However, certain US and foreign partnerships are treated as a publicly traded partnership (PTP) for US tax purposes (IRC § 7704). A PTP is a US or foreign partnership (or other business entity that is treated as a partnership for US tax purposes) whose interests are traded on an established securities market or readily tradable on a secondary market. A PTP is taxed as a C-corporation unless 90% or more of a PTP’s gross income consists of certain types of passive investment income. Except in certain industries, partnerships are not typically publicly traded.
Choice of US Tax Classification by Foreign Businesses
The foreign law classification of a foreign business is not always the same as its US tax classification (for example, a foreign law partnership that is a partnership for foreign tax purposes can often elect C-corporation status for US tax purposes). Under the check the box treasury regulations, a foreign business is classified either as a “per se” C-corporation or as an entity eligible to choose its US tax classification (referred to as an eligible entity) (Treas. Reg. §§ 201.7701-2 and 301.770103).
Per Se Corporations
Under the check the box treasury regulations, certain businesses are automatically classified as per se C-corporations and cannot elect to be treated as a disregarded entity or partnership for US tax purposes (Treas. Regs. §§ 301.7701-2 and 301.7701-3(a)). For example, the following foreign businesses are classified as per se C-corporations:
Brazil: Sociedade Anonima (S.A.).
People’s Republic of China: Gufen Youxian Gongsi.
France: Societe Anonyme (SA).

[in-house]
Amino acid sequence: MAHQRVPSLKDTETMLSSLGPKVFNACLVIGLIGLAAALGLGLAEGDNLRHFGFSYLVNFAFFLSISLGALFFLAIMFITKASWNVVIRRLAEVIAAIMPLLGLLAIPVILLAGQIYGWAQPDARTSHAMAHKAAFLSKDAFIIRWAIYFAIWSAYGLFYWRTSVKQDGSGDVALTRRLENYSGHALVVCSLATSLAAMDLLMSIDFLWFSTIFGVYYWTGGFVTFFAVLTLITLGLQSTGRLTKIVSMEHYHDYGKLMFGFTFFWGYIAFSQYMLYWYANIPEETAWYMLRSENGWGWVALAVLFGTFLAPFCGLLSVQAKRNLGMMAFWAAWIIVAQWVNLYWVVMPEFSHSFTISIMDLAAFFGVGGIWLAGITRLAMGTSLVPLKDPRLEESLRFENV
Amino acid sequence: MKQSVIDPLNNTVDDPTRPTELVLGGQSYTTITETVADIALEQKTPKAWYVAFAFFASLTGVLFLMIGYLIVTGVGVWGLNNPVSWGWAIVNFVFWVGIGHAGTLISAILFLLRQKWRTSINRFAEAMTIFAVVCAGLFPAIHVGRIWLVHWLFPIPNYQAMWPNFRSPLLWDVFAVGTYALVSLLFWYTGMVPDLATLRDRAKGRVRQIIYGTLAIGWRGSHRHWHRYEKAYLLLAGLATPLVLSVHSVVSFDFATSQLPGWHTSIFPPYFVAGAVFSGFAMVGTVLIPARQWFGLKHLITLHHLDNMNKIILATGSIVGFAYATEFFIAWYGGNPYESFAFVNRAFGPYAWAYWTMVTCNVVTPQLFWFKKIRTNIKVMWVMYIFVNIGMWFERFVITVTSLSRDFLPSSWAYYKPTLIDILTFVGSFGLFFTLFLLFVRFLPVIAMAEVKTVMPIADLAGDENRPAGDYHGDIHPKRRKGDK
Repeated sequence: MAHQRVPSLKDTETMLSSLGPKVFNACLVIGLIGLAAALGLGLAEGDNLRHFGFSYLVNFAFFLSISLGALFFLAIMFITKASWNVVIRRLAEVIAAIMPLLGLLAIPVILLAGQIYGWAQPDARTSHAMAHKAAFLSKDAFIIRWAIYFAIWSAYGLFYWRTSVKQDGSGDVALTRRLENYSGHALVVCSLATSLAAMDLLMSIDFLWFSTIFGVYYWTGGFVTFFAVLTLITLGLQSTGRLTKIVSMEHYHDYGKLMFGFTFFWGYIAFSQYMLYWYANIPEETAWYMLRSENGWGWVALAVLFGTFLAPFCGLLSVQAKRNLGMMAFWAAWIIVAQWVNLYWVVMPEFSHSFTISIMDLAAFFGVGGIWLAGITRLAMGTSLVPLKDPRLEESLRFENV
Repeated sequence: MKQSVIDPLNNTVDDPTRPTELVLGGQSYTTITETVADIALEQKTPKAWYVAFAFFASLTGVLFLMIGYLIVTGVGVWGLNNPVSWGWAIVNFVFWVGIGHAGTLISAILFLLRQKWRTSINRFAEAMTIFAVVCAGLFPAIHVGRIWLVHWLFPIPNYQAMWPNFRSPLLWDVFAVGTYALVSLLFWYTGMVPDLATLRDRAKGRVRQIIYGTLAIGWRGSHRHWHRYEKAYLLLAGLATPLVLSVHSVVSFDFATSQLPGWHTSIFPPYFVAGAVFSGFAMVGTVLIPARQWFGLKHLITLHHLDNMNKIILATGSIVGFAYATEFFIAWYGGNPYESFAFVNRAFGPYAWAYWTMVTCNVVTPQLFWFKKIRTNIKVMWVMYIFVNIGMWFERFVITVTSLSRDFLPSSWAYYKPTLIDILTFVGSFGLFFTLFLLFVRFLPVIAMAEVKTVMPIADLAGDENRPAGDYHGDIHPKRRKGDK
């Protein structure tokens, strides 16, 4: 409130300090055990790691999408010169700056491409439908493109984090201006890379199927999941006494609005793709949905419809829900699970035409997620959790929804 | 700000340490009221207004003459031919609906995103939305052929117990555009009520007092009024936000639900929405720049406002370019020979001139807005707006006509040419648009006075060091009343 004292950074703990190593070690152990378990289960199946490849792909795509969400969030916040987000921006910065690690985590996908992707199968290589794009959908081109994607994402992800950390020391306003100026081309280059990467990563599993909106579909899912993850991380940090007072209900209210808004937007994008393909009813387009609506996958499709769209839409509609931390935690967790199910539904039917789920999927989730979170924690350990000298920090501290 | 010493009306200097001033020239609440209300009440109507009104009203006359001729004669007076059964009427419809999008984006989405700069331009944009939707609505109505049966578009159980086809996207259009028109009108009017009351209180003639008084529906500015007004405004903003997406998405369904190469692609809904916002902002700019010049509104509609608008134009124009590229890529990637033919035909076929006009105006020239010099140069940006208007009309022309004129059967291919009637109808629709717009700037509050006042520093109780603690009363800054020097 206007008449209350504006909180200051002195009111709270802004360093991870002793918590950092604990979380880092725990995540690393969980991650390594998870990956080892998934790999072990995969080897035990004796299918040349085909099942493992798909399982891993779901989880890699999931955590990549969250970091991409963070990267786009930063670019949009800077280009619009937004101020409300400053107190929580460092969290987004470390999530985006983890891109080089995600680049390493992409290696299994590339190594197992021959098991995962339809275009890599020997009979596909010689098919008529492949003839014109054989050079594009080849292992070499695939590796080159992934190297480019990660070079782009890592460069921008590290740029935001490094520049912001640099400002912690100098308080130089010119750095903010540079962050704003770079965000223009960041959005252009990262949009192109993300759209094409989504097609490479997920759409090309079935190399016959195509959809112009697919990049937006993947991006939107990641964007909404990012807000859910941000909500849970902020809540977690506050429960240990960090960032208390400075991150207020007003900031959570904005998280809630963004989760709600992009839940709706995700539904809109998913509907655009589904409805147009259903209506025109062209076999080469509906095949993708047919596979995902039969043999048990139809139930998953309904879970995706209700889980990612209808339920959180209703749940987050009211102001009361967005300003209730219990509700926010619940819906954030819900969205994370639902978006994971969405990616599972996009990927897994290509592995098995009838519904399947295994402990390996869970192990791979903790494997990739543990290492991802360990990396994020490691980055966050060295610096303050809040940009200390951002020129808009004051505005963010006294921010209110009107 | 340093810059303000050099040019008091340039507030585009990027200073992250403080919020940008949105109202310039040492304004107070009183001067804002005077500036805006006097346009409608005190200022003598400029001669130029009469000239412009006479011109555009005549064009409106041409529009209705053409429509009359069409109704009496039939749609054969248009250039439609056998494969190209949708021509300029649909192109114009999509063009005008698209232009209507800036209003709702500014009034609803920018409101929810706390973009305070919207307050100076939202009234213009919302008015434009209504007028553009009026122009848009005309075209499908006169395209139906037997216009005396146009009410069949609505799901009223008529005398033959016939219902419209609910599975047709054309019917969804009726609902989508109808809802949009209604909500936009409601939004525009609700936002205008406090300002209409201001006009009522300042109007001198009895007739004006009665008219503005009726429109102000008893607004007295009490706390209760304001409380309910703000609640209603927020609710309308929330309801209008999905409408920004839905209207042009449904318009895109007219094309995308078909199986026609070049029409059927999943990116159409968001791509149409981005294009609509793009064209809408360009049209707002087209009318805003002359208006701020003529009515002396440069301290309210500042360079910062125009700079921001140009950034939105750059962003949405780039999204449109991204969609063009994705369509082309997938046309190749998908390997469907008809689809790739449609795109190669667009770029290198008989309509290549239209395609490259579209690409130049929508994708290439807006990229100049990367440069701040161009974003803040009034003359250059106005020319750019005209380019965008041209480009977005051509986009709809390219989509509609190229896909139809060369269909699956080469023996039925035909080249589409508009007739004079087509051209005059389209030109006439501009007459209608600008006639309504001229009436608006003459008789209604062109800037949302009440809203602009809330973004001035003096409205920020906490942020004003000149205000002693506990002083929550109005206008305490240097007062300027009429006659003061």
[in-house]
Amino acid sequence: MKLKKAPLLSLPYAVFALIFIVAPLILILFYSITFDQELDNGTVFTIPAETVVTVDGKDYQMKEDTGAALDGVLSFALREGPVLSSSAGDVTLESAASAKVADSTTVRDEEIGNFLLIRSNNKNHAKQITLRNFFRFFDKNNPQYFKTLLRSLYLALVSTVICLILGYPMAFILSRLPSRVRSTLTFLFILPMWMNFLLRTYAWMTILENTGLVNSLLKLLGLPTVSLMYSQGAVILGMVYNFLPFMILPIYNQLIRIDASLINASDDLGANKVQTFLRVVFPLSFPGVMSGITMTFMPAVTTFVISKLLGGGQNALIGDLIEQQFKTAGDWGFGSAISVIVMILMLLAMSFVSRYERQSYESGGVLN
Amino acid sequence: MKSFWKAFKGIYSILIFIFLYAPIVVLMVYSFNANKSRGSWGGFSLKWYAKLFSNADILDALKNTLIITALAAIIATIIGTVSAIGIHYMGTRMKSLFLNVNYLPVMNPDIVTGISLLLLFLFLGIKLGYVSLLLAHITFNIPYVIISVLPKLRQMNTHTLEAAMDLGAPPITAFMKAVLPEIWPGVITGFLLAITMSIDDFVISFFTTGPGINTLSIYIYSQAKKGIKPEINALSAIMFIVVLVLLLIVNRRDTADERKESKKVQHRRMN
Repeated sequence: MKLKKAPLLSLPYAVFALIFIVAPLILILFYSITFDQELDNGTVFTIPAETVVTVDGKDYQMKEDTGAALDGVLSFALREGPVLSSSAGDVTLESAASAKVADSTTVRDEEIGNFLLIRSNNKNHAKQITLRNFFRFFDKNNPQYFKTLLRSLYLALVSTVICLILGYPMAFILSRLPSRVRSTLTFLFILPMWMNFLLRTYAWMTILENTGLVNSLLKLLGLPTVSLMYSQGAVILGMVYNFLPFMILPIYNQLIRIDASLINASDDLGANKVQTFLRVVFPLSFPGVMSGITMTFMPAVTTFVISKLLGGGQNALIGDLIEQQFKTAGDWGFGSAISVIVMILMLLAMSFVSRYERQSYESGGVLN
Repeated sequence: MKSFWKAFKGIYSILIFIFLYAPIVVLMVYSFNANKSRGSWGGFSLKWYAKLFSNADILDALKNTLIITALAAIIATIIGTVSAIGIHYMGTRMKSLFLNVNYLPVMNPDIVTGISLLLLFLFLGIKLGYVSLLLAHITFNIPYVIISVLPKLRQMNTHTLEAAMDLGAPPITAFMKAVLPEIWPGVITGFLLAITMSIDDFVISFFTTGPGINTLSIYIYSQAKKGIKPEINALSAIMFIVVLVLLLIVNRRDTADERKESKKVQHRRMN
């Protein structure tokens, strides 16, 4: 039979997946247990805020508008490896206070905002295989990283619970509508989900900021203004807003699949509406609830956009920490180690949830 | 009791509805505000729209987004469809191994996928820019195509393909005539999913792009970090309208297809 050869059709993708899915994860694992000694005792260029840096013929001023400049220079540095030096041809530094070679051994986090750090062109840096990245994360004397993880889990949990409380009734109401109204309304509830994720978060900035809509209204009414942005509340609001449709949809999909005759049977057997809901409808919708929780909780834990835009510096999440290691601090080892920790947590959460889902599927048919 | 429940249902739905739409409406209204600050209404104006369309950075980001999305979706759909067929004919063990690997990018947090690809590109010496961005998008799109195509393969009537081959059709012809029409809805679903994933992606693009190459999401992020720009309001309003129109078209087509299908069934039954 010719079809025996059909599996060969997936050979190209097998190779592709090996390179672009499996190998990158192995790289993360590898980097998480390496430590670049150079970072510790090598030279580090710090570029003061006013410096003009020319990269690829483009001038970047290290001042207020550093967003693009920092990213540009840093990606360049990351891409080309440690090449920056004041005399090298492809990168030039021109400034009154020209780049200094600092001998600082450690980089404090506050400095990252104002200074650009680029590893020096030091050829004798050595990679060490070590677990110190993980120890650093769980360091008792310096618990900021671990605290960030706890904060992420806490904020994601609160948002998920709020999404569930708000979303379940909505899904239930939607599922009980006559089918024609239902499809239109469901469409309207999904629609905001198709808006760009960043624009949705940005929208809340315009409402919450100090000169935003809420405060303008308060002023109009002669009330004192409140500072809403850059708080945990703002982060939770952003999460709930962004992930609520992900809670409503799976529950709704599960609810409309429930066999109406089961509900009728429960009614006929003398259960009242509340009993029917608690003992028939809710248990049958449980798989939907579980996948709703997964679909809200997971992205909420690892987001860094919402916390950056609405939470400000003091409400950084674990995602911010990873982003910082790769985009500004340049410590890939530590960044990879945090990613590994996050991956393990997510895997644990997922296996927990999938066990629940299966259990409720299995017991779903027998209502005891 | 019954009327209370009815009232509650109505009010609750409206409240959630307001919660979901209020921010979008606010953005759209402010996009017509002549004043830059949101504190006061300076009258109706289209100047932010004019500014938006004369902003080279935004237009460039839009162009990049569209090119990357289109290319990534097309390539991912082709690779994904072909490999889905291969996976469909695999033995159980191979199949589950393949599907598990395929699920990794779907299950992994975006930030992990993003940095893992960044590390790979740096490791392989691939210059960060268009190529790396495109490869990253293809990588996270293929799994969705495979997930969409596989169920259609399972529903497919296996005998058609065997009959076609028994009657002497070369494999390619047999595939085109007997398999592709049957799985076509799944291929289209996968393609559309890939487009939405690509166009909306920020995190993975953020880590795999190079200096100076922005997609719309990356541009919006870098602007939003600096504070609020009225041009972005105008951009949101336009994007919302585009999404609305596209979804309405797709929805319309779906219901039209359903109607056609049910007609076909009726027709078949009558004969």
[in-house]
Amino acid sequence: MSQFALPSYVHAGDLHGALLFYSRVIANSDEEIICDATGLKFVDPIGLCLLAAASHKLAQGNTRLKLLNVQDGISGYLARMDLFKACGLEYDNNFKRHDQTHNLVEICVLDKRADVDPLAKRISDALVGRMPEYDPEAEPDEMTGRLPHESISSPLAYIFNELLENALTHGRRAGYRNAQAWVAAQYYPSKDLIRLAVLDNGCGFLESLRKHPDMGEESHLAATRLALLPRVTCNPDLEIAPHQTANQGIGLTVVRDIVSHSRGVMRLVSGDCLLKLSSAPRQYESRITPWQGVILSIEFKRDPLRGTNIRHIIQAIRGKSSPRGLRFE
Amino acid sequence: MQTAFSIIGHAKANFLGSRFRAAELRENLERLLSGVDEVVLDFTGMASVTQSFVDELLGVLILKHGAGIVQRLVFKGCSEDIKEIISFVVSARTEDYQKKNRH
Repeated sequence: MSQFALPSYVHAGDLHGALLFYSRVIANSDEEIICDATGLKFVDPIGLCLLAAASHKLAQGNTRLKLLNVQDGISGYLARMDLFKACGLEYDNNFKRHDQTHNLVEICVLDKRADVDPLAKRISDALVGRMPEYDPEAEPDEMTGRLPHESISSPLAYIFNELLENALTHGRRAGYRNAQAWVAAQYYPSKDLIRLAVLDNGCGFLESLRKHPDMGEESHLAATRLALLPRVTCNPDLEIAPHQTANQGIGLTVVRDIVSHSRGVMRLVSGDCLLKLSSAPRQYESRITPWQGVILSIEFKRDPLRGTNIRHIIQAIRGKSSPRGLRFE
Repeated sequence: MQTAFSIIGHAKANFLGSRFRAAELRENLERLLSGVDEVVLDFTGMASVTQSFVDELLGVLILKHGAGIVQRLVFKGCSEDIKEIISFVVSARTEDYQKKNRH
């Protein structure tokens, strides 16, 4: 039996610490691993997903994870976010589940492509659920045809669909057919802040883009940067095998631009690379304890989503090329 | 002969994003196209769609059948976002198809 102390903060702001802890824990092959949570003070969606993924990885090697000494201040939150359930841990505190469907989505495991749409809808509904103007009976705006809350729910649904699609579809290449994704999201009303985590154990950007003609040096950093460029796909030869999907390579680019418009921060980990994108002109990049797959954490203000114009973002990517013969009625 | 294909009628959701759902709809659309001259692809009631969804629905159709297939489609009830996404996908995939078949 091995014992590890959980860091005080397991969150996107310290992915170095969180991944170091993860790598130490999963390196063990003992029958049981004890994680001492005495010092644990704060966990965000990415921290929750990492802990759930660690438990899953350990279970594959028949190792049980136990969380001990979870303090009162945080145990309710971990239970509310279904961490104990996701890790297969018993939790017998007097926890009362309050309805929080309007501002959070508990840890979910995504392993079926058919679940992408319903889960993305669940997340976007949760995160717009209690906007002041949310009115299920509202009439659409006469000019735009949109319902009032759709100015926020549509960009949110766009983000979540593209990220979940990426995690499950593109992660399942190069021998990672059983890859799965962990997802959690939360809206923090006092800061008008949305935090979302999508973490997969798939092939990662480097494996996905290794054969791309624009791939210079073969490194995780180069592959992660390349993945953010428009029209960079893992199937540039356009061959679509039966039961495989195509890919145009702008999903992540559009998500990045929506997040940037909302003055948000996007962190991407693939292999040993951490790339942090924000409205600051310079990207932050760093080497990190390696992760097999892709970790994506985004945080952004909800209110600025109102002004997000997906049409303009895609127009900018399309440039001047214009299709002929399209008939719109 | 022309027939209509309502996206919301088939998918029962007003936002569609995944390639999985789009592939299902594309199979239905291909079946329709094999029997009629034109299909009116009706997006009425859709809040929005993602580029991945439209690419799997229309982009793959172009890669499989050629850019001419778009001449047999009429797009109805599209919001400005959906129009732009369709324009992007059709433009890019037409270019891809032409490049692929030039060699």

Germany: Aktiengesellschaft (AG).
Hong Kong: Public Limited Company (PLC).
India: Public Limited Company (PLC).
Ireland: Public Limited Company (PLC).
Kingdom of Saudi Arabia: Sharikat Al-Mossahamah (SC)
Netherlands: Naamloze Vennootschap (NV).
United Kingdom: Public Limited Company (PLC).
An eligible entity (meaning, a business that is not a per se C-corporation) generally chooses its US tax classification (Treas. Reg. § 3301.7701-3).
The check the box treasury regulations include default rules for eligible entities (Treas. Reg. § 301.7701-3(b)) but these rules are different for US and foreign businesses. Under the default rules for a foreign business, the US tax classification of an eligible entity is:
A partnership if it has two or more members and at least one member does not have limited liability.
A C-corporation if all members have limited liability.
A disregarded entity if it has a single owner that does not have limited liability.
An eligible entity only needs to make a formal check the box election on IRS Form 8832 if it desires a different US tax classification than its default US tax classification (Treas. Reg. § 301.7701-3(a)). For example, an eligible foreign entity that defaults to partnership tax status can elect to be treated as a C-corporation for US tax purposes, so that the US owners of the foreign C-corporation can defer US taxation of a foreign C-corporation’s profits, subject to the controlled foreign corporation (CFC) and passive foreign investment company (PFIC) rules. Alternatively, an eligible foreign entity that defaults to C-corporation tax status can elect to be treated as a disregarded entity or partnership for US tax purposes, so that income and gains (as well as any associated foreign tax credits or losses) pass-through to the owner or owners for US tax purposes.
To avoid potential adverse tax consequences, an eligible entity should file a check the box election within 75 days of its formation so that it is effective on the date of formation (Treas. Regs. §§ 301.7701-3(c)(1)(iii) and 301.7701-3(g)). If an eligible entity elects to change its US tax classification after formation, it generally cannot make another election to change its US tax classification for five years unless there is a significant ownership change (more than 50%) and the Internal Revenue Service (IRS) permits the change (Treas. Reg. § 301.7701-3(c)(1)(iv)). This limitation on changing elective US tax classification does not apply to an election made by a newly formed eligible entity that is effective on the date of formation.